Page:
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Old 05-16-2018, 03:40 PM
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Default Triple Lock just sold.

I know nothing about the seller or buyer, but I was watching a .44 Triple Lock go to sale on GB this Monday. https://www.gunbroker.com/item/768448052

I must say it seemed to have brought a strong price. Perhaps the market is climbing north. Comments?

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Old 05-16-2018, 03:48 PM
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With original finish, not too surprising. But with a 1952 factory refinish?
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Old 05-16-2018, 03:48 PM
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Throw another log on the fire...
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Old 05-16-2018, 03:50 PM
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Wow! And it's refinished... Wonder what that makes my .455 TL worth?
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Old 05-16-2018, 04:03 PM
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Could’ve been two or three guys in a bidding war that just “had” to have it? There is no rhyme or reason to GB auctions sometimes as one day an item goes crazy and a week later the same model brings much less...
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Old 05-16-2018, 04:30 PM
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Top condition guns have and will always bring top prices----any guns. Factor in the market's hunger for Triple Locks, and any wonderment about this price seems misplaced---to me.

When I see a gun like this, my first thought is, "WOW--- I wonder how long it will be (IF EVER!!!) before I see another one like this?!!" My second thought is, "It might be a good idea to snap this sucker up. If/when I find an original this good, I can dump this and get that. In the meantime---I'm a happy camper."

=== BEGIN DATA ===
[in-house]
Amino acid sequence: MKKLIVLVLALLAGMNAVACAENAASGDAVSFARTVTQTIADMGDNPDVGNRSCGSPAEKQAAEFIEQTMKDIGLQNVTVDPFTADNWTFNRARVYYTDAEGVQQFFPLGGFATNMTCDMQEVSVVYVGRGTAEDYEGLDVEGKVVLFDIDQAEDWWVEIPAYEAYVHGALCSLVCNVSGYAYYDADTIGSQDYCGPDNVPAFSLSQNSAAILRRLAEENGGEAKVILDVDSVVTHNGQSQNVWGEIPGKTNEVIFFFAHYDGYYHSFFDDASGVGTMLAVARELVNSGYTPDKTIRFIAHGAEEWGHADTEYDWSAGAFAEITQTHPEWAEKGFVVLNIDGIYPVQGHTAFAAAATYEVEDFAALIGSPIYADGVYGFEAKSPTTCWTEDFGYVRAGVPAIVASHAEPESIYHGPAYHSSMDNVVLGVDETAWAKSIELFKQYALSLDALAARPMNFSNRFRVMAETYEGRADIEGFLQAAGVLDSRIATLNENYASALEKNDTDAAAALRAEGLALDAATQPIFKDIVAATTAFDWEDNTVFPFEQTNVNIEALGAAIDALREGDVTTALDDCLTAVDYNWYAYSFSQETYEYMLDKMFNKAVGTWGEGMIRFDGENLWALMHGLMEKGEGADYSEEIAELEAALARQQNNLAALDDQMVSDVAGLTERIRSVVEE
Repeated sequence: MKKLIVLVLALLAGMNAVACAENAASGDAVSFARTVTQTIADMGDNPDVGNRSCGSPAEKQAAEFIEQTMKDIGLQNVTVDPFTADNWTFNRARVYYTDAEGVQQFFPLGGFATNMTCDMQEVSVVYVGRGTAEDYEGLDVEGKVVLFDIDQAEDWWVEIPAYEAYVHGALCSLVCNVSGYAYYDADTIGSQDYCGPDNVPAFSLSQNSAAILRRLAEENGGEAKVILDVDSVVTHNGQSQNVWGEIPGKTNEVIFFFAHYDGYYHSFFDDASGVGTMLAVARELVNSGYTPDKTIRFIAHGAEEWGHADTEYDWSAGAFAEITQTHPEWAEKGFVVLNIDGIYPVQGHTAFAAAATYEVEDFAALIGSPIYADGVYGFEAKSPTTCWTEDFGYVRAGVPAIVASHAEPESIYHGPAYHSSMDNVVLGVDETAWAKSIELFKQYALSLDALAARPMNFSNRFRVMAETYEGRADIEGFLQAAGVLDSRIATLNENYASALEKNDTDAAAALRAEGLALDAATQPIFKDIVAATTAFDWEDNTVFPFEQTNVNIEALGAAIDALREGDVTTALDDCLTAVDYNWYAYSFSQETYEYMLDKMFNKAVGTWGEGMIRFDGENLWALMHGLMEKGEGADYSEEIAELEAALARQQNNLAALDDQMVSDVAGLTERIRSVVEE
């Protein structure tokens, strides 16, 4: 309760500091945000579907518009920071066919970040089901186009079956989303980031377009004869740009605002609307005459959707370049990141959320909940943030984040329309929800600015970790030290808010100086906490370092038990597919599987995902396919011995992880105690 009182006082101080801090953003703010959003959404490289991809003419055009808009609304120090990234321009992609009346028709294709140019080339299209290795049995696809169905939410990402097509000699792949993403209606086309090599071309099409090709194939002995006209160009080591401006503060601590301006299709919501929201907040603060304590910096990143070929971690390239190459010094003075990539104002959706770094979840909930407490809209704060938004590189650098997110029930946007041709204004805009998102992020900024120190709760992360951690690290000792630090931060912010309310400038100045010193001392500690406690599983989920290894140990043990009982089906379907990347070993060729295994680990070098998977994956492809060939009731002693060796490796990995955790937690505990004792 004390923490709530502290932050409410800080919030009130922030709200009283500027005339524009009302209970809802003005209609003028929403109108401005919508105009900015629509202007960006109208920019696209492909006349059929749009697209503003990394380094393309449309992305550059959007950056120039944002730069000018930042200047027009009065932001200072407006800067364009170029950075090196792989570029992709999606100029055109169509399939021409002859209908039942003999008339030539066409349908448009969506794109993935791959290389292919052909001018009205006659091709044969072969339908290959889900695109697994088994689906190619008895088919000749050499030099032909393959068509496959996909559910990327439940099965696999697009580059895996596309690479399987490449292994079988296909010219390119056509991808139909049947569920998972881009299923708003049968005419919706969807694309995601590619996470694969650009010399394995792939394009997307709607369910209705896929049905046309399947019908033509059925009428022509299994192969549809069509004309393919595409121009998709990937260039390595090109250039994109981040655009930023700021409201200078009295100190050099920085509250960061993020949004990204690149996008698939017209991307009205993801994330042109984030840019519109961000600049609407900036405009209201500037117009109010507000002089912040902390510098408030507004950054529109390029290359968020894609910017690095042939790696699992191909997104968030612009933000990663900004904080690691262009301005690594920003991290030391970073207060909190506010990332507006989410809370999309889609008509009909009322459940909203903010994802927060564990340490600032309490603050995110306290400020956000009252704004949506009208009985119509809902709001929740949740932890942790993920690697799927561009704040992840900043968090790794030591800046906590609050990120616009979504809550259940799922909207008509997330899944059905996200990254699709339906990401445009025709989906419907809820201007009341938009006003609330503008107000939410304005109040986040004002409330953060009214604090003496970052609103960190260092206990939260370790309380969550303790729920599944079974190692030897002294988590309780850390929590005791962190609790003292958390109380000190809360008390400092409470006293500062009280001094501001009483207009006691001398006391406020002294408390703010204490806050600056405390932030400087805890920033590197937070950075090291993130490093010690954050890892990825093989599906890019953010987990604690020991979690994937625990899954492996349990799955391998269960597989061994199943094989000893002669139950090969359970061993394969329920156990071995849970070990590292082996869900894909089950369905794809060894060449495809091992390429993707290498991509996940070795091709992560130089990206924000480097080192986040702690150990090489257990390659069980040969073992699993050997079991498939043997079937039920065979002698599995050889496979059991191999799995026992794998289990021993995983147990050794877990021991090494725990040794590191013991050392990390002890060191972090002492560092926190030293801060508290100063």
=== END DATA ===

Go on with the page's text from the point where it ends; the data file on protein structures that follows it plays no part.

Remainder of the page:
And guess what?!! If/when this gun's new owner finds an original this good. and dumps this one, he's going to get more than he paid for it. Now, are all those who want a nice looking TL going to be standing in line for this one? Nope---but it only takes one---and there are A LOT more than one out there.

So it is written by me---just one.

Ralph Tremaine

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Old 05-16-2018, 04:47 PM
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Quote:
Originally Posted by CptCurl View Post
..
I must say it seemed to have brought a strong price. Perhaps the market is climbing north. Comments?
For a refinished specimen, in less than pristine condition (is that rust on the top of the trigger?), the end price seems high.

As was said, I would be careful drawing any sweeping conclusions about “the market” from an auction like this. Not enough sell on a regular basis to make any general proclamations; it’s mostly who happens to see the auction and decides to get in the game.

We had an instructive situation with 2” Colt Commandos on GB we were watching on the Colt forum recently. One, with letter, sold after lively bidding around 2400, Just some weeks earlier, another, also lettered, from the same shipment and clearly in better condition, had sold for 1800 with only two bids. You just can’t tell beforehand.
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Old 05-16-2018, 04:58 PM
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Having been responsible for producing high-dollar auctions for several years (not gun related, but just about everything else), I am here to tell you there is no way to reliably predict auction prices. Most items I sold, by policy, had to be appraised before the auction sale and seldom were the appraisals anywhere close (in either direction) to the final hammer down price. I remember one auction selling six Rolls Royce cars where the appraiser hit within several thousand dollars of the winning bids, but that appraiser was probably the foremost expert in Rolls Royce prices in the USA. And he operated from a small town in Ohio.
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Old 05-16-2018, 05:03 PM